Short-story master Bausch (Someone to Watch Over Me, 1999, etc.) probes the tensions that seethe in families and marriages in three novellas, one previously unpublished.
“Requisite Kindness,” the new work, seems at first to cover the familiar territory of men who screw up and women who are tired of picking up after them, which is interesting enough, especially since Bausch’s dialogue and character insights are as cogent as ever. But the tale deepens as it moves into the head of a man tending his dying mother, exploring his fears and regrets over a failed marriage and damaged children. The mother’s passing is treated with a sad tenderness quite different from the cold finality of a suicide that drives the narrative in “Rare & Endangered Species,” deservedly well-known as the title piece in a 1994 collection. As Bausch explores the fraught lives of Andrea Brewer’s husband, children, and various people more loosely linked to her suicide, we see couples trying to reach each other across an abyss of guilt, anger, and shame: when one husband tries to stop an argument by saying “I love you,” his wife snaps, “You use that like a club.” Yet the tale expresses hope too, especially in its closing with the birth of the granddaughter Andrea will never see. “Spirits,” from a 1987 collection by the same title, also swerves to a cautiously happy ending after delving into a young English professor’s thoroughly nasty experiences while apartment-sitting for an older faculty member with a weakness for drink and vulnerable young women. At the same time, the young man’s former landlady is fundamentally unnerved by the discovery, all over the local TV news, that her ex-husband is a serial killer of little girls. “You think you understand a man’s spirit when you look in his eyes and he’s your live-in partner for three years,” she shudders—but she didn’t, and in Bausch’s world most people are strangers even to those they love best.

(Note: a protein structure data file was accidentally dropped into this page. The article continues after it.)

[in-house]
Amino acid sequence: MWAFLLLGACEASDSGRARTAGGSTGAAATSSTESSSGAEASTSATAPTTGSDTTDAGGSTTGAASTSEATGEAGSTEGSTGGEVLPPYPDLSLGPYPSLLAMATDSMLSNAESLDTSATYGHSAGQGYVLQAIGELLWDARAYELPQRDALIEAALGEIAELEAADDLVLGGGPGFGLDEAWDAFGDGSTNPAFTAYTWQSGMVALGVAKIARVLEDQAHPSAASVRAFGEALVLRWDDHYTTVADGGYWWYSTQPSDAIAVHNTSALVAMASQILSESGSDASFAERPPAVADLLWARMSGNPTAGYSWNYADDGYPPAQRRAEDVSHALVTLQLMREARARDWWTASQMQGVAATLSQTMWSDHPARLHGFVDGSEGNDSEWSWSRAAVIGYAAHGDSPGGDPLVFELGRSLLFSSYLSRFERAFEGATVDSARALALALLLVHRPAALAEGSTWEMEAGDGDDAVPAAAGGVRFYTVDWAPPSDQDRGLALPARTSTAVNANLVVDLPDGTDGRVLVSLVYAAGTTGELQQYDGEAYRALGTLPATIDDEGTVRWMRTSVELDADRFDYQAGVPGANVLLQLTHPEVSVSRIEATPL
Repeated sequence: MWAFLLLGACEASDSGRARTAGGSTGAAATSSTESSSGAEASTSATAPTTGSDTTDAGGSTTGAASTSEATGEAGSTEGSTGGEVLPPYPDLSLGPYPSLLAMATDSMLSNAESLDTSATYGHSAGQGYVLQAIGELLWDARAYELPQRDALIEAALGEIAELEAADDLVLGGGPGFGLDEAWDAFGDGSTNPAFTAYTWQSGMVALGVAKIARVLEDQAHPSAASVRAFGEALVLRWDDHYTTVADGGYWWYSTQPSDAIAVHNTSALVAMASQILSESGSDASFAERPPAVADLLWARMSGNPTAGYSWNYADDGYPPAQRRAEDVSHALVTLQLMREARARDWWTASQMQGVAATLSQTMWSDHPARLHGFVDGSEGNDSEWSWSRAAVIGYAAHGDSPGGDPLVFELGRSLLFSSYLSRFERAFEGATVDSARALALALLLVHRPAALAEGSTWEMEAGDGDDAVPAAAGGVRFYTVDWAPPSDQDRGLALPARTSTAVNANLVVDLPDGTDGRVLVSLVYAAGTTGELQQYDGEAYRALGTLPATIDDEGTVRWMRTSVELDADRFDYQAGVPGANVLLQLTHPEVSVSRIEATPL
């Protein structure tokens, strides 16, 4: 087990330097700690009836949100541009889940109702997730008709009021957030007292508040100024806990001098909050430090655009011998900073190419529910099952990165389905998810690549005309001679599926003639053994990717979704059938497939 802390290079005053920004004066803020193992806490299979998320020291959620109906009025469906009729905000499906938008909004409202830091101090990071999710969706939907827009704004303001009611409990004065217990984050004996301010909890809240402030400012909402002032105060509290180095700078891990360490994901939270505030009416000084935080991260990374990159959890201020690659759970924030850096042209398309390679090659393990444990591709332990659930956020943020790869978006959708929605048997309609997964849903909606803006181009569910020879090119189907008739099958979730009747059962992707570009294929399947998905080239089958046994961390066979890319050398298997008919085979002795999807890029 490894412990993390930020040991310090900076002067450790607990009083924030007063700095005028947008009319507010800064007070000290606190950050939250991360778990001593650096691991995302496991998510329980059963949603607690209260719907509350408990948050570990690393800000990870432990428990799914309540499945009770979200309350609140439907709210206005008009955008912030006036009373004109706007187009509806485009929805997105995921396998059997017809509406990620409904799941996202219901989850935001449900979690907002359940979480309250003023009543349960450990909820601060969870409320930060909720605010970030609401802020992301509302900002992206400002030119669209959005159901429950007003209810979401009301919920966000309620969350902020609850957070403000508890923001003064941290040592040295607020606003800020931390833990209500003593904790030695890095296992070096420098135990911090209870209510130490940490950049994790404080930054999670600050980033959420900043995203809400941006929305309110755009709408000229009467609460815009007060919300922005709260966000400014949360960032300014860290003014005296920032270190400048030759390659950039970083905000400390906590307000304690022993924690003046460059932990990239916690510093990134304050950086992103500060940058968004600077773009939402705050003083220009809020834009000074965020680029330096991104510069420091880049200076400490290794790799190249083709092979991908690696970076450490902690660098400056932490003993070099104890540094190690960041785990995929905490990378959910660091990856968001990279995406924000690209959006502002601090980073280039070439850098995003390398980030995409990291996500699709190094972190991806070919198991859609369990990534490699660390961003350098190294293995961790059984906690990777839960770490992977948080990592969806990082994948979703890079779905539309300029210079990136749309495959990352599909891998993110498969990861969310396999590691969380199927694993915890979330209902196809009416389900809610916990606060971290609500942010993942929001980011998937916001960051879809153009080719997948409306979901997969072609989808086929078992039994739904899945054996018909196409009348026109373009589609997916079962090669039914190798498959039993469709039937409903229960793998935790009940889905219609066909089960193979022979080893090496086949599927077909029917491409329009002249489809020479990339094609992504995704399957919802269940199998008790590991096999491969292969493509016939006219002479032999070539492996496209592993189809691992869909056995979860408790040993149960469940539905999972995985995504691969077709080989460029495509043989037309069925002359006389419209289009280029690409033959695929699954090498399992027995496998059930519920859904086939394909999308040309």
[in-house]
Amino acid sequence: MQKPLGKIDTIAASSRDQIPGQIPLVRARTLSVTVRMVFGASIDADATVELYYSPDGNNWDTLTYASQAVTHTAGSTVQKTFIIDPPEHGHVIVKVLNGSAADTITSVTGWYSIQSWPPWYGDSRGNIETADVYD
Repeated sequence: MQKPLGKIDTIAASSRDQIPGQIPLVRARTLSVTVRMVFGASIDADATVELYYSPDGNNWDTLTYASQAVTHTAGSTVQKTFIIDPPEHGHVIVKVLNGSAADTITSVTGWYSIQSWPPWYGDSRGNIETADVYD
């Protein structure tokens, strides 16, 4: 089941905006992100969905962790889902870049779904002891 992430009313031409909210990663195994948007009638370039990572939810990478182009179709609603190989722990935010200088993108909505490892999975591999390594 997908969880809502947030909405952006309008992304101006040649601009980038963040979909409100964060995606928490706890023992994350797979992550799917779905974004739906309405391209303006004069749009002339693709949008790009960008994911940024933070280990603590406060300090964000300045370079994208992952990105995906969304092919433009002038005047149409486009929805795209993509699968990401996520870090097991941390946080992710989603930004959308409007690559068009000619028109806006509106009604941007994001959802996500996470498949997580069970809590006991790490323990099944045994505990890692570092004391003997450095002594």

A bleak vision, tempered by sensitive affection for human beings in all their frailty.